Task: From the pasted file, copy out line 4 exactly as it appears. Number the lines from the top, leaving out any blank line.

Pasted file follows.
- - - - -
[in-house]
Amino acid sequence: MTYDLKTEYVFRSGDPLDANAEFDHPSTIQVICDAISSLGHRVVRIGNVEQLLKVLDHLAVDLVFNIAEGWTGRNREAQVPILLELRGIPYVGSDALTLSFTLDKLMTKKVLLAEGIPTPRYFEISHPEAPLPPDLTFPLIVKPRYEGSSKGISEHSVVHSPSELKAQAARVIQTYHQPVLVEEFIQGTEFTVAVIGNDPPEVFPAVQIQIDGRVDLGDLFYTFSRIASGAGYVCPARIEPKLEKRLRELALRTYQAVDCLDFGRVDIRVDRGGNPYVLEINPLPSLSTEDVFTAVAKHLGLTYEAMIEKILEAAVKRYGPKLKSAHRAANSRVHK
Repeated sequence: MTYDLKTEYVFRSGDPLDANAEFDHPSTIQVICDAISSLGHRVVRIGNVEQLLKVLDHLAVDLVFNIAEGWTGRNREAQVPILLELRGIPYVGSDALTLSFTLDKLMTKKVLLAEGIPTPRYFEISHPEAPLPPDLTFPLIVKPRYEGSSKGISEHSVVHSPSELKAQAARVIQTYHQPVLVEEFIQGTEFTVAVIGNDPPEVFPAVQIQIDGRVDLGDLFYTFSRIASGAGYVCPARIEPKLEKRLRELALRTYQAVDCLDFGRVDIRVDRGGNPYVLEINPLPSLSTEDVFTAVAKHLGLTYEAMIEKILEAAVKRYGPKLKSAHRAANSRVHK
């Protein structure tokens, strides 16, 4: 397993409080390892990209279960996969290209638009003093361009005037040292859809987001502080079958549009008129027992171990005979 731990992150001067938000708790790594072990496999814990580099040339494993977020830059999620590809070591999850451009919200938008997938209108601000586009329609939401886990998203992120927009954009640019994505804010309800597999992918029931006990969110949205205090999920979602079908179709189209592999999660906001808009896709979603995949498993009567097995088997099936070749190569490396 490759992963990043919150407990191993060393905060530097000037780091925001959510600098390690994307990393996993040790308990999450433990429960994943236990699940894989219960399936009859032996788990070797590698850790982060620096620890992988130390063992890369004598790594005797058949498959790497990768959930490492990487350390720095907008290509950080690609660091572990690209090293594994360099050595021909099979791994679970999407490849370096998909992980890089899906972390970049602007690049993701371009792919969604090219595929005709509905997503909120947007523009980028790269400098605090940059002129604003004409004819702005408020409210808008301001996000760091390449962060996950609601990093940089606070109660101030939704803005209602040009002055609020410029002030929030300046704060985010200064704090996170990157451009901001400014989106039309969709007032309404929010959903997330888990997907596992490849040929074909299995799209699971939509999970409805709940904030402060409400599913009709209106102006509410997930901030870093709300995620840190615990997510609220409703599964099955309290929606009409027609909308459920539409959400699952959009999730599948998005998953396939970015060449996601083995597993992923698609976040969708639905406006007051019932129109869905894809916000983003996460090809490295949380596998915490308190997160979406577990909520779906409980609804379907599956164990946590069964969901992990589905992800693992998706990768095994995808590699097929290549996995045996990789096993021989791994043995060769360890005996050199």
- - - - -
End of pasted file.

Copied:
């Protein structure tokens, strides 16, 4: 397993409080390892990209279960996969290209638009003093361009005037040292859809987001502080079958549009008129027992171990005979 731990992150001067938000708790790594072990496999814990580099040339494993977020830059999620590809070591999850451009919200938008997938209108601000586009329609939401886990998203992120927009954009640019994505804010309800597999992918029931006990969110949205205090999920979602079908179709189209592999999660906001808009896709979603995949498993009567097995088997099936070749190569490396 490759992963990043919150407990191993060393905060530097000037780091925001959510600098390690994307990393996993040790308990999450433990429960994943236990699940894989219960399936009859032996788990070797590698850790982060620096620890992988130390063992890369004598790594005797058949498959790497990768959930490492990487350390720095907008290509950080690609660091572990690209090293594994360099050595021909099979791994679970999407490849370096998909992980890089899906972390970049602007690049993701371009792919969604090219595929005709509905997503909120947007523009980028790269400098605090940059002129604003004409004819702005408020409210808008301001996000760091390449962060996950609601990093940089606070109660101030939704803005209602040009002055609020410029002030929030300046704060985010200064704090996170990157451009901001400014989106039309969709007032309404929010959903997330888990997907596992490849040929074909299995799209699971939509999970409805709940904030402060409400599913009709209106102006509410997930901030870093709300995620840190615990997510609220409703599964099955309290929606009409027609909308459920539409959400699952959009999730599948998005998953396939970015060449996601083995597993992923698609976040969708639905406006007051019932129109869905894809916000983003996460090809490295949380596998915490308190997160979406577990909520779906409980609804379907599956164990946590069964969901992990589905992800693992998706990768095994995808590699097929290549996995045996990789096993021989791994043995060769360890005996050199």